Eldorado to Pay Caesars $2.3m in Daily Ticking Fees

  • The planned merger was announced in June 2019
  • Eldorado agreed to pay $0.10 per share for every month of delay past the March 25 deadline
  • The company plans to complete the merger in April
  • Eldorado must pay a penalty of $836.8m if the deal falls through
document with title "financial penalty" on a desk
Eldorado Resorts must start paying Caesers Entertainment $2.3m in daily ticking fees after missing an agreed merger deadline. [Image: Shutterstock.com]

Ticking fees mounting up

Eldorado Resorts must pay $2.3m in daily ticking fees to Caesars Entertainment after failing to tie-up their merger by a set deadline.

Negotiations have been ongoing for a number of months, with plans for the merger coming to light in June 2019. As per their initial agreement, Eldorado promised to pay $0.10 per share each month after the deadline date was passed. This nine-month deadline was passed on Wednesday. 

Eldorado promised to pay $0.10 per share each month after the deadline date was passed

Ticker fees of this kind are not usually part of a merger agreement. However, Caesars pushed for this fee structure in return for giving Eldorado an exclusive negotiating period before the merger announcement.

The initial plan by Eldorado Resorts was to have the deal all wrapped up during the second quarter of 2020. At a board meeting at the start of March, Eldorado directors said they hoped to have the deal closed by April 11.

The process of merging

Eldorado made an acquisition offer to Caesars of $12.75 per share. This would be paid through a combination of stock and cash. If this deal gets completed, it would see the new company become the powerhouse of gambling in the US. It would operate more than 60 casinos in the country and be worth approximately $17.3bn.

Regulators in every state in which both of the companies have operations will have to give their approval to this deal before it goes ahead. In recent times, many of these regulators have done so. The Federal Trade Commission will also need to give its approval for this merger.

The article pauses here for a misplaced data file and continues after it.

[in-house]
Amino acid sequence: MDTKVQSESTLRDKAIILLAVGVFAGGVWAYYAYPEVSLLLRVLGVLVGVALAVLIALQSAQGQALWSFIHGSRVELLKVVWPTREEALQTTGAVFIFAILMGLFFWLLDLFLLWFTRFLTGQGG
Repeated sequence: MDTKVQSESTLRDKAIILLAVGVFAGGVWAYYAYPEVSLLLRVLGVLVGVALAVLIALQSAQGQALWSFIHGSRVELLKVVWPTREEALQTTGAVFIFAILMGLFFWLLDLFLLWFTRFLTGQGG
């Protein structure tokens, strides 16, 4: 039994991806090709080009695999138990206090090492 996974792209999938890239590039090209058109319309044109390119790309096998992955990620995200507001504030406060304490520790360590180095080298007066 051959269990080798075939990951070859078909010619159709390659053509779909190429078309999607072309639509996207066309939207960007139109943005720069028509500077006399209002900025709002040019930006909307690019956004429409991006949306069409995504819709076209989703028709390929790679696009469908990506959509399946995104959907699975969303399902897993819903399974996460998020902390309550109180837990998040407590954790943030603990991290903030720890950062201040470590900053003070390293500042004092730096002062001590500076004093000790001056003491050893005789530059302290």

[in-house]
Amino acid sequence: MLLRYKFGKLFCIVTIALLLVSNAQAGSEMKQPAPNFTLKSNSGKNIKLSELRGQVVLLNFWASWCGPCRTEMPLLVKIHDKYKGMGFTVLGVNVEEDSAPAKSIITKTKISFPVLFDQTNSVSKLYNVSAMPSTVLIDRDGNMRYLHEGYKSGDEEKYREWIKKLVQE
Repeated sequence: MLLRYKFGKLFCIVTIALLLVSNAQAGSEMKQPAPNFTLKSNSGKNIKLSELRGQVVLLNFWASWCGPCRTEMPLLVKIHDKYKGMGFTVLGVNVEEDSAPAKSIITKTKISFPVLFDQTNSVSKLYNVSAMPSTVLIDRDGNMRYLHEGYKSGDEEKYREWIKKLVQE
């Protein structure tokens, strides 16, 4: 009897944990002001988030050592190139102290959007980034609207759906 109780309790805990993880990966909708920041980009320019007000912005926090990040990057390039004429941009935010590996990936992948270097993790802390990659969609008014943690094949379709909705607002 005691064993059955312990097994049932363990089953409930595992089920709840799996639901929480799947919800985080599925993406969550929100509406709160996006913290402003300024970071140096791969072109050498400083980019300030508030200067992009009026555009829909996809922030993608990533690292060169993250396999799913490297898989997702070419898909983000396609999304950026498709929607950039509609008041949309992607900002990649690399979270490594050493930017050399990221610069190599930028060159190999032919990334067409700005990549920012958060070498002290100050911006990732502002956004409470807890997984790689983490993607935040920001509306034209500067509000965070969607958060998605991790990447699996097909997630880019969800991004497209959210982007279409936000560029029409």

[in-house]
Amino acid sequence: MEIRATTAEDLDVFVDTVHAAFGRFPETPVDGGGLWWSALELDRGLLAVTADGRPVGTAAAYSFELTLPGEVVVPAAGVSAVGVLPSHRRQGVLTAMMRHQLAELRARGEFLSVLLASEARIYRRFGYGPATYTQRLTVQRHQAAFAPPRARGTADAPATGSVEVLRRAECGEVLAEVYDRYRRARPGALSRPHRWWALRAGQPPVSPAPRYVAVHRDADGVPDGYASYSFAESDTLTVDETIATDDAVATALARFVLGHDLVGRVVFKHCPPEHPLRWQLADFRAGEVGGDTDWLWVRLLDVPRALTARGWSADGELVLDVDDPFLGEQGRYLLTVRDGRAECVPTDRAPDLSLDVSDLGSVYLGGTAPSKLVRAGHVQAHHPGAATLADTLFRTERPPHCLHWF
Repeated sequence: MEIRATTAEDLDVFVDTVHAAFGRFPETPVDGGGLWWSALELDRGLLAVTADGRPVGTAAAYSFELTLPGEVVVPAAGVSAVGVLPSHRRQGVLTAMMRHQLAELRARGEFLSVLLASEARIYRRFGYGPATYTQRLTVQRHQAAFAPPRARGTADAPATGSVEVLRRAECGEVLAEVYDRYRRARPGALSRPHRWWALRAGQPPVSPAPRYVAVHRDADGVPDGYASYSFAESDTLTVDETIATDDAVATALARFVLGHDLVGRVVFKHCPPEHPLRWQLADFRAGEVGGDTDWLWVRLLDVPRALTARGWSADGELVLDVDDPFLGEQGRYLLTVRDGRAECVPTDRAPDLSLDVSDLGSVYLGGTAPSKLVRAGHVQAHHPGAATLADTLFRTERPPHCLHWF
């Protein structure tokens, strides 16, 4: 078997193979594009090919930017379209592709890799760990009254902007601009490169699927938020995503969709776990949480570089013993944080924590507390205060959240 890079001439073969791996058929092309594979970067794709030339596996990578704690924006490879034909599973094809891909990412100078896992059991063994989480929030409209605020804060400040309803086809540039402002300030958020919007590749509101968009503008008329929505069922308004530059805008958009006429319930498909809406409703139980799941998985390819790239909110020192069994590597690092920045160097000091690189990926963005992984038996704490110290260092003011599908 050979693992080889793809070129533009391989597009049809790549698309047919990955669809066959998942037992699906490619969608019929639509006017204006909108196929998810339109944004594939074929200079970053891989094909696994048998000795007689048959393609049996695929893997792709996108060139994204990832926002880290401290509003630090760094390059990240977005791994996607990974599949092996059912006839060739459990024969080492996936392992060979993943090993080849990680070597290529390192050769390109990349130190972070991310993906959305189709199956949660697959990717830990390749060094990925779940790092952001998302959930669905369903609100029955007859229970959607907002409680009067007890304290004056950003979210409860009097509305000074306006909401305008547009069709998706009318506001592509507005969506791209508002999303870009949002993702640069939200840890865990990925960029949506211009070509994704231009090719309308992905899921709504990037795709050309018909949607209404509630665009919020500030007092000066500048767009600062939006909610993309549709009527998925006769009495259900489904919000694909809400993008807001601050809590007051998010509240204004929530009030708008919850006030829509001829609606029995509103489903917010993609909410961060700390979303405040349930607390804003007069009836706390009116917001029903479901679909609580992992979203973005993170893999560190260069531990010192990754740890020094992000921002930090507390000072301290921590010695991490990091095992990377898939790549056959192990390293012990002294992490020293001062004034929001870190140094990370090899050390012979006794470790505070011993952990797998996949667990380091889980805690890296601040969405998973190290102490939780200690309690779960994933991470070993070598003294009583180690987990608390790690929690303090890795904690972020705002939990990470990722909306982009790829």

Coronavirus impact on the deal

There are some concerns that the ongoing coronavirus pandemic may affect this planned merger. Casinos across the US have been shut down for the foreseeable future and casino company share prices have been decimated. 

As well as the ticking fees that will continue to add up, if the merger fails, Eldorado will have to pay a penalty of $836.8m. The CEO of the company, Tom Reeg, is said to be doing all that he can to push this deal through as soon as possible. 

if the merger fails, Eldorado will have to pay a penalty of $836.8m

As part of the initial agreement for the merger, Eldorado cannot cite “public health emergencies” as a reason for exiting the agreement if Caesars is not disproportionally affected in comparison to other casino companies.

Issues with financing

There is also an issue over the institutions planning to help finance this merger. Banks had already agreed to give over $7bn worth of loans to Eldorado to complete this deal. However, it seems that these banks are now having a tough time getting investors to take on this debt amid the pandemic that has seen the hospitality sector massively damaged.

The main banks in question are Macquarie, Credit Suisse, and JPMorgan. If investors are not found, then the banks might have to take a hit and offer deep discounts on the debt or trump up the cash themselves.

Other controversies

It was announced in September 2019 that four leading executives from Eldorado Resorts, including CEO Tom Reeg, were being investigated by the US Securities and Exchange Commission (SEC). This was due to alleged “questionable trading activity” involving a medical device manufacturer called IRadimed Corporation.

The other executives involved were President Anthony Carano, Chairman Gary Carano, and James Hawkins. There were concerns that this investigation could scupper the planned merger.

There were also protests over the planned merger by casino employees in Florida. The Isle Casino Pompano Park is owned by Eldorado Resorts. Workers went on strike because they felt the merger would likely lead to job losses, as well as decreased benefits and wages.